The problem is that there is considerable genetic component in "impulse control and self-discipline" and it also affects your (and your parents') socioeconomic class. And additional problem is that the effects of parenting style are asymmetric -- it's relatively easy to royally screw up a kid, but it's very hard to improve a kid beyond his/her genetic baseline. Yet another problem is that certain possible outcomes of studying this topic are politically incorrect and likely to lead to... undesirable career consequences for the researcher.

comment by [deleted] · 2015-07-15T10:31:47.543Z · score: 1 (3 votes) · LW · GW

I think being rich usually kills motivation because very few people have positive dreams, people are usually motivated by necessity. Take necessity away and you got yet another lazy upper-class cokehead "party animal", with few exceptions. There is a very fine line of middle-classery to walk, to be rich enough to throw resources at your goals, but poor enough i.e. "staying hungry" enough to actually have goals.

What you say about the soft skills are true for class but not money. As they are not the same thing. For example people who have class but not money are librarians or schoolteachers. Growing up as a child of librarians or schoolteachers would mean limited means but having all the right soft-skills. I think I may be using "class" a bit unusually here, largely I mean "a culture of intellectualism" because working-class culture does not have much of that. People who buy their kids books for Xmas. People who are used to their kids demanding books for Xmas. Basically I mean a "body person" vs. "head person" dichotomy here, as virtually all working-class people tend to be body people, sex, food, fighting, sports, and while many rich people are body people too, there are more head people and thus it gets associated with class - but not necessarily with money.

Basically my point is, having soft skills from class / intellectualism but retaining the motivation of low money seems to be an ideal combination, which I would roughly define as librarian parents or philosophy professor parents.

comment by Gram_Stone · 2015-07-15T12:21:08.636Z · score: 8 (8 votes) · LW · GW

I think being rich usually kills motivation because very few people have positive dreams, people are usually motivated by necessity. Take necessity away and you got yet another lazy upper-class cokehead "party animal", with few exceptions. There is a very fine line of middle-classery to walk, to be rich enough to throw resources at your goals, but poor enough i.e. "staying hungry" enough to actually have goals.

For one, this is a very complex claim, that I think is in some ways contrary to the evidence (mental and physical health correlate positively with socioeconomic class). But besides that, just on a sort of ideological ground, I have to disagree with it. People often claim that things like war and death are necessary. Let it be known that neither is scarcity a necessary evil. But that doesn't mean that we can't experience challenges, continuously improve ourselves, and live by our own strength.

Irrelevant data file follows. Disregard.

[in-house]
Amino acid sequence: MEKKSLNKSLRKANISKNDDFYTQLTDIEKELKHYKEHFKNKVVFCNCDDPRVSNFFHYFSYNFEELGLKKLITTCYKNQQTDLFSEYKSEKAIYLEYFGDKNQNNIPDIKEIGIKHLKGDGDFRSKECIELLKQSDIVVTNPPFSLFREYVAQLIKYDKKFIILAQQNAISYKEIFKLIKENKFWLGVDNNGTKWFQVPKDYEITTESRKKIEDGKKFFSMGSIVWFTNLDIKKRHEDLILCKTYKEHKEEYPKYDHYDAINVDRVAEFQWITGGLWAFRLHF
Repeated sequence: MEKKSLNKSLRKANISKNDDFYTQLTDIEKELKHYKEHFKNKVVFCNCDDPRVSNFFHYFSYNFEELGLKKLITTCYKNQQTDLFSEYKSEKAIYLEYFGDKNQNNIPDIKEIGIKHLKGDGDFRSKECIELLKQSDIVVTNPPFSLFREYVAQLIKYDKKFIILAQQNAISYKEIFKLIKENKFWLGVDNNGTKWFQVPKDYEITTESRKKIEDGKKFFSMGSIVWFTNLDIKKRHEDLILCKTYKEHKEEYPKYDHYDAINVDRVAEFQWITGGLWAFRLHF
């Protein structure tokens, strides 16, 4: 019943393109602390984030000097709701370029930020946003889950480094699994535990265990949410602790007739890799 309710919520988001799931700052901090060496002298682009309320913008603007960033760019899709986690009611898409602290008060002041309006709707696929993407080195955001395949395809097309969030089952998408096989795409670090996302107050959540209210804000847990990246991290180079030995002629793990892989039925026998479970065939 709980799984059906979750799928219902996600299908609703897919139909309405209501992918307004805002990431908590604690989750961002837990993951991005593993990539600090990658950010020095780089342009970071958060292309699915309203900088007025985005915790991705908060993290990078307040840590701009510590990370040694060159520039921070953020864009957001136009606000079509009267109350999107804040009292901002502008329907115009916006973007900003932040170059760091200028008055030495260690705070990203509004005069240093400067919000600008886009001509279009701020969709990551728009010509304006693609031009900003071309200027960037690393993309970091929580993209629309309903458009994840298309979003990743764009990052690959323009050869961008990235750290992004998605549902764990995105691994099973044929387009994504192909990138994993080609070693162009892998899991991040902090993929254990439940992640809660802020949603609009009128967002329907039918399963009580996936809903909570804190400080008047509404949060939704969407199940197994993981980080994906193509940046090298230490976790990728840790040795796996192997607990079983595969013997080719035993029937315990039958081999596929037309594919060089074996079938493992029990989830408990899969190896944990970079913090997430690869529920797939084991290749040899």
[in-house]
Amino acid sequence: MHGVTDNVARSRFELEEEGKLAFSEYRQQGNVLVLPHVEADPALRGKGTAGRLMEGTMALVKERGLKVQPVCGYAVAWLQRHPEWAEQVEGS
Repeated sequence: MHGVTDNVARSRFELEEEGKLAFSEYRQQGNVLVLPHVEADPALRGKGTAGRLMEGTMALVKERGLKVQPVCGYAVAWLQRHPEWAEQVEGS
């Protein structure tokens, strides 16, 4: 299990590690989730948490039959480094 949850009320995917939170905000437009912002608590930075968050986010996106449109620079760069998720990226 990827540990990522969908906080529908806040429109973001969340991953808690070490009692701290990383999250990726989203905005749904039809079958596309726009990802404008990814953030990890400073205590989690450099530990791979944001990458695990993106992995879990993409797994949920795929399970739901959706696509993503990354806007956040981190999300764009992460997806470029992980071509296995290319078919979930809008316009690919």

What you say about the soft skills are true for class but not money. As they are not the same thing. For example people who have class but not money are librarians or schoolteachers. Growing up as a child of librarians or schoolteachers would mean limited means but having all the right soft-skills. I think I may be using "class" a bit unusually here, largely I mean "a culture of intellectualism" because working-class culture does not have much of that. People who buy their kids books for Xmas. People who are used to their kids demanding books for Xmas. Basically I mean a "body person" vs. "head person" dichotomy here, as virtually all working-class people tend to be body people, sex, food, fighting, sports, and while many rich people are body people too, there are more head people and thus it gets associated with class - but not necessarily with money.

I would agree with this but use different words, note the risk of generalizing from a small amount of anecdotal evidence, and rip out all of the causal implications because I don't actually know what is doing what there.

Basically my point is, having soft skills from class / intellectualism but retaining the motivation of low money seems to be an ideal combination, which I would roughly define as librarian parents or philosophy professor parents.

Once again, I disagree with this final conclusion on ideological grounds. Scarcity is not necessary.

comment by [deleted] · 2015-07-16T12:48:55.712Z · score: 4 (4 votes) · LW · GW

Oh good. Someone else on this site read the good parts of this site, the ones that actually give some hope for life, the ones that aren't just a Treason of the Scientists to accompany the Treason of the Artists and the Treason of the (humanist) Intellectuals.

comment by Gram_Stone · 2015-07-16T13:57:26.244Z · score: 4 (4 votes) · LW · GW

The Fun Theory Sequence is my favorite and doesn't get linked enough.

comment by [deleted] · 2015-07-16T16:03:40.653Z · score: 0 (0 votes) · LW · GW

I've always wondered why people are so freaked out at even looking at the "brighter" portions of possibility-space when they spend all their time obsessing over the unrealistically dark portions anyway. It makes grown adults sound like emo-teens, but somehow it's all taken as Very Serious Person stuff.

comment by Gram_Stone · 2015-07-16T17:16:26.579Z · score: 0 (0 votes) · LW · GW

I can imagine lots of reasons that you might observe something like that.

  • Discussing x-risks pattern matches to appearing responsible, and discussing very long-term fun maximization pattern matches to fantasizing, and appearing responsible is higher status than appearing to fantasize.
  • Discussing x-risks is more important/higher impact than discussing fun maximization.